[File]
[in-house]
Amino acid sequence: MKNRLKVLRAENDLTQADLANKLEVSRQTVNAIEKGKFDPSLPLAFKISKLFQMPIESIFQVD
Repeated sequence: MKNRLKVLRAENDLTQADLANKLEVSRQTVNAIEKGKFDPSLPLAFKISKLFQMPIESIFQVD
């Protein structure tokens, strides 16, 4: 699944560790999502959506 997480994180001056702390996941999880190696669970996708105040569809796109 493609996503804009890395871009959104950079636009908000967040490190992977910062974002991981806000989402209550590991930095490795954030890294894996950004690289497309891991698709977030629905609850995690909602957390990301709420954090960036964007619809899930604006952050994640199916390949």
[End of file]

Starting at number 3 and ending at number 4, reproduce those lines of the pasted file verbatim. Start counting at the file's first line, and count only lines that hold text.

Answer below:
Repeated sequence: MKNRLKVLRAENDLTQADLANKLEVSRQTVNAIEKGKFDPSLPLAFKISKLFQMPIESIFQVD
């Protein structure tokens, strides 16, 4: 699944560790999502959506 997480994180001056702390996941999880190696669970996708105040569809796109 493609996503804009890395871009959104950079636009908000967040490190992977910062974002991981806000989402209550590991930095490795954030890294894996950004690289497309891991698709977030629905609850995690909602957390990301709420954090960036964007619809899930604006952050994640199916390949």